The premise was ridiculous: Nine rappers from New York (because 10 was clearly too many and eight wasn't nearly enough) joining forces to perform hardcore hip-hop inspired by bad kung fu movies. Riiiiight.
Granted, there's seldom been a bona fide rap star whose entourage didn't run in the double-digits. But those superfluous ghetto gadflies are around only to hold your bling, catch errant bullets and fetch you a chili dog from Gray's Papaya. Very few members of a hip-hop crew actually, ya know, rap.
At least that was the prevailing assumption until the early '90s when Wu-Tang Clan broke onto the scene and, to paraphrase Method Man, put a hanger on the stove for, like, a half-hour and then stuck it in conventional wisdom's ass real slow like. Put another way, they revolutionized the group concept in hip-hop.
Then something happened on the way to becoming untouchable hip-hop legends. The group that once told us Wu-Tang Clan “Ain't Nothin' ta Fuck Wit” became increasingly, well, fuckwitable. At best, they've reached an artistic cul de sac with their last album, 2007's 8 Diagrams. At worst, they're irrelevant. To find out why, you'll have to choose your own adventure:
If you decide to blame The Ghost of Russell Jones, go to Paragraph 2.
If you decide to blame The Dull Razor, go to Paragraph 4.
If you decide to blame The Debut Curse, go to Paragraph 1.
If you decide to blame C.R.E.A.M. rising to the top, go to Paragraph 3.
If you decide to claim Wu-Tang really is Forever, go to Paragraph 5.
The Debut Curse
The problem with releasing a phenomenal debut album is that everything that follows is limp-dick in comparison.
Enter the Wu-Tang (36 Chambers) is one of the best hip-hop albums ever. Period. The entire album is raw, aggressive and thrilling, a portrait of street life that still sounds vital and unique today. The Clan wasn't rapping to you, they were rapping at you. But while each subsequent effort has a couple of songs that reach Enter the Wu-Tang heights, no album has replicated or exceeded their first and best.
The Ghost of Russell Jones
It's not exactly a fringe opinion to suggest that Wu-Tang Clan died with Ol' Dirty Bastard. He treaded the line between unmitigated genius and unrepentant crackhead better than anyone. But despite his contributions to the music and the, uh, mystique, O.D.B.'s erratic behavior and frequent incarcerations caused as much damage as did his 2004 death. His passing represents the end of the original Wu-Tang dynasty, and it's no coincidence that one of the best tracks (“Life Changes”) from 8 Diagrams is the one lamenting his demise.
Method Man tried to warn us in 1993. He said cash rules everything around me—er, him, but many interpreted the dictum to be a social criticism, not a mission statement. Admirable at the time, especially in a musical genre where the most respected economics guru is Tony Montana. Still, somewhere along the way, “Protect Ya Neck” became “Protect Ya Paycheck.”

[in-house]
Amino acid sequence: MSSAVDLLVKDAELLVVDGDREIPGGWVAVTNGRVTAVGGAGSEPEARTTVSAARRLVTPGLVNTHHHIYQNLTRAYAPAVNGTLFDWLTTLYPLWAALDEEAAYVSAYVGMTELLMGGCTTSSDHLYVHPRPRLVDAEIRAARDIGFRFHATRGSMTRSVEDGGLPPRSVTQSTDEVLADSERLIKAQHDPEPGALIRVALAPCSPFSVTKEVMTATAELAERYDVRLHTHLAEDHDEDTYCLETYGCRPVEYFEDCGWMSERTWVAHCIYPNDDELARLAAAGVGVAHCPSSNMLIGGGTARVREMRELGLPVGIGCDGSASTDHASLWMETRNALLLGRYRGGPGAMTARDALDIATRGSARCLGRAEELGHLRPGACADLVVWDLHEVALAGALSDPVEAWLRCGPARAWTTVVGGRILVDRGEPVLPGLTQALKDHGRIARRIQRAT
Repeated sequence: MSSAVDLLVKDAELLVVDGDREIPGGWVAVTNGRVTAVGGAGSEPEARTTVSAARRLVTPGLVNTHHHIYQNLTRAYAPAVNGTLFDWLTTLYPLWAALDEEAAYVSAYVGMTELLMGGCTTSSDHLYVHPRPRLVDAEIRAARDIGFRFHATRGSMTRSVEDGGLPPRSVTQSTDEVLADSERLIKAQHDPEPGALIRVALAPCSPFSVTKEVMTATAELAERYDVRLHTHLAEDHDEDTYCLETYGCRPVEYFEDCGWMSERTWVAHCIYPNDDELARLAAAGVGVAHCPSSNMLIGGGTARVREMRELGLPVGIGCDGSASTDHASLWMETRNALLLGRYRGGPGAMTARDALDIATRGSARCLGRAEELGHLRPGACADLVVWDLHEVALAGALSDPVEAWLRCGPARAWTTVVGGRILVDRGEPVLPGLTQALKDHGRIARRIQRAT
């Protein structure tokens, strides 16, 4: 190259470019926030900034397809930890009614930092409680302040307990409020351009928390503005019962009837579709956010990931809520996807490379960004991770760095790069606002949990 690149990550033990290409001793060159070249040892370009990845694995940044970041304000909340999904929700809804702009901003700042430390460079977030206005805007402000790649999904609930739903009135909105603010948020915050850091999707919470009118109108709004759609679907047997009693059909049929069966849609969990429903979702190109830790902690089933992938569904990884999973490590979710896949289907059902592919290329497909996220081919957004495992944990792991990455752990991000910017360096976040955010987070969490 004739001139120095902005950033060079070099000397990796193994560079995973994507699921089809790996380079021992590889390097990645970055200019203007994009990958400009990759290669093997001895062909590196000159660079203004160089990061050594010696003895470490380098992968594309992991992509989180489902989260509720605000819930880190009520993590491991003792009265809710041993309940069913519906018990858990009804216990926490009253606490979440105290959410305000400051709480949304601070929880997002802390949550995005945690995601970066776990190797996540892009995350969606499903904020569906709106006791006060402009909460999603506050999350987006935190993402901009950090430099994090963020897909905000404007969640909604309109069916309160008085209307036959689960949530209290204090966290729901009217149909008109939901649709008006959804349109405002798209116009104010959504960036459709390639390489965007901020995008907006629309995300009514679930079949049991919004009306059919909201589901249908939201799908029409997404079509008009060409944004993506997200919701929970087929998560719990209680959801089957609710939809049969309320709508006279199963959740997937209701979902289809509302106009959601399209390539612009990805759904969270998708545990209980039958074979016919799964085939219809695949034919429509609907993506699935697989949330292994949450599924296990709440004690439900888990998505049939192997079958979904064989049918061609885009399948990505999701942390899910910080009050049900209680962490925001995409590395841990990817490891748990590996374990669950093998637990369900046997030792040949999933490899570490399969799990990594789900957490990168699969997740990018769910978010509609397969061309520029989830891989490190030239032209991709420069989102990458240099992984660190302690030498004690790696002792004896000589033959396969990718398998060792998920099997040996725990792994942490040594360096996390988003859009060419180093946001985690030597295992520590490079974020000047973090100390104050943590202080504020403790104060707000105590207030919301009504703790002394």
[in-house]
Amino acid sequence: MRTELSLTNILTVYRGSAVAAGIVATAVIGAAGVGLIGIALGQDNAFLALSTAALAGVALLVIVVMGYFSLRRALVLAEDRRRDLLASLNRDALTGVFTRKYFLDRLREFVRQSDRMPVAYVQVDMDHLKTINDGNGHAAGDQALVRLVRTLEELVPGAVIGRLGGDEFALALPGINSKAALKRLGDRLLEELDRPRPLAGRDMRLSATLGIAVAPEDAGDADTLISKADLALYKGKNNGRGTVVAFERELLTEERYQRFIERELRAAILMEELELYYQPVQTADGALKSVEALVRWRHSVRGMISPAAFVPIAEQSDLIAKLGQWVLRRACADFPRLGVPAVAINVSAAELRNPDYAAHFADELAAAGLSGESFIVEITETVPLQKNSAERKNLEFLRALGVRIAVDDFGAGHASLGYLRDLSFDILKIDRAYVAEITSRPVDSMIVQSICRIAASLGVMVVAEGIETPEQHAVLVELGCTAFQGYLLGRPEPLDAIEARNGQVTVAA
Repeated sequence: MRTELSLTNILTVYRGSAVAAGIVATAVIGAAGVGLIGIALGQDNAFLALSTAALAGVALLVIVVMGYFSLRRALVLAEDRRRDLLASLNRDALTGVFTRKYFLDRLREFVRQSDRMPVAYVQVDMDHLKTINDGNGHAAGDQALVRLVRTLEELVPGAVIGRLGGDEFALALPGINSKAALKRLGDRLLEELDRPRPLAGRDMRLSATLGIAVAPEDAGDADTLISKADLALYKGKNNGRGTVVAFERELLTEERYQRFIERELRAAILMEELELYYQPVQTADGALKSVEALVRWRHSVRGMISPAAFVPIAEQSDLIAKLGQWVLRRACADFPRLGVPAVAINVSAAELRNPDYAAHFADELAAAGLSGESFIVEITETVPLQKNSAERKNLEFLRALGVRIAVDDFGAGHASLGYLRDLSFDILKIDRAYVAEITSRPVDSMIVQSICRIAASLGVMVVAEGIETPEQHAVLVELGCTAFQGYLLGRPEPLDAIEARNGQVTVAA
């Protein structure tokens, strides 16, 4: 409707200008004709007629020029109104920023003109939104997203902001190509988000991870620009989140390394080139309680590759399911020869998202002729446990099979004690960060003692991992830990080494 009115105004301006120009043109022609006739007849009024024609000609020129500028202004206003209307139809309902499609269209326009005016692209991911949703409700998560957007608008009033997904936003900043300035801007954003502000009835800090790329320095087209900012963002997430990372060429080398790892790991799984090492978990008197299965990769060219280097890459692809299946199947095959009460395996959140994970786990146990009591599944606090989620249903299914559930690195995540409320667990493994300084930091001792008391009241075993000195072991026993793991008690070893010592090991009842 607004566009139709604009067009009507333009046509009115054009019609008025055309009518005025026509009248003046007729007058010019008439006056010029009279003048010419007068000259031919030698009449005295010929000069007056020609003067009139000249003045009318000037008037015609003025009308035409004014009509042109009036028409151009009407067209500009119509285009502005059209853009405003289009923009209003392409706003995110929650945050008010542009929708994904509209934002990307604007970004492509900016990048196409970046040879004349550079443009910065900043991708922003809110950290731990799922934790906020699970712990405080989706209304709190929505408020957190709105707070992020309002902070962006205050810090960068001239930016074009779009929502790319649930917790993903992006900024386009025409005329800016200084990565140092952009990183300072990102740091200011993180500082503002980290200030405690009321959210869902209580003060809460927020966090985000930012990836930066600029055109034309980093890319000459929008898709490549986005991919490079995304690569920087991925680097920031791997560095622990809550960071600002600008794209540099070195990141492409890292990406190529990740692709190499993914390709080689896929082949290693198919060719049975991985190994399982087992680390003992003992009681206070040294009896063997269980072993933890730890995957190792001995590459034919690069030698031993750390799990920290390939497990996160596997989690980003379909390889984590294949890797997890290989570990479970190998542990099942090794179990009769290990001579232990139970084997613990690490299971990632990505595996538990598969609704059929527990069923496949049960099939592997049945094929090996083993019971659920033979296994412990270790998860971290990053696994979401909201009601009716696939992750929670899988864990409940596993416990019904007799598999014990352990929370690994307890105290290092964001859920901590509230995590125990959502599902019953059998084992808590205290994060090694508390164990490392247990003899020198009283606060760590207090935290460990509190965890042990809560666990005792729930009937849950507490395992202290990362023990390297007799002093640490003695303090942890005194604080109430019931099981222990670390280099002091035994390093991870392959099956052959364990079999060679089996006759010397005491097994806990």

The success of Enter the Wu-Tang (36 Chambers) begat solo projects begat tours begat a solid follow-up album (Wu-Tang Forever) begat a video game, a clothing line, acting careers, more solo albums and hundreds of Clan spin-off groups. Enter the board room. Wu-Tang is now a corporate brand even satirized by its own members (see the “Wu-Tang Financial” sketch from Chappelle's Show). Even their website is wutang-corp.com!
The Dull Razor
Robert Diggs (aka RZA, aka the Razor) is still, as Method Man once opined, the sharpest motherfucker in the whole Clan. But these days, the ostensible leader and sometimes producer of the group is diverted across a broad spectrum of projects, only one of which happens to be Wu-Tang.
Thus, the group has suffered at times without the unilateral vision Diggs used to guide the group in its nascent years.
As a result, the entire crew has embarked on a slew of solo sojourns while RZA himself has been so busy acting (Coffee & Cigarettes, American Gangster), creating musical scores (Ghost Dog, Kill Bill) and starting youth chess programs that Wu-Tang Clan's musical output seems less of a priority.
Wu-Tang Clan is the best hip-hop group ever assembled. Not the most important (Public Enemy) or the most groundbreaking (N.W.A.), but the best nevertheless. The question is whether they'll add anything significant to that legacy or merely coast on it until they're all dead, retired or playing the county-fair-and-casino circuit. But musicians don't have the same “going out on top” luxury afforded professional athletes. They're forever doomed to have their best work compared with their latest.
In the end, regardless of the paths they've taken or the ones in waiting, Wu-Tang Clan is a manifestation of the crazed attorney from Fear and Loathing in Las Vegas. They're high-powered mutants. Too weird to live and too rare to die.
Wu-Tang Clan play Friday, Dec. 5, at House of Blues. www.myspace.com/wutang.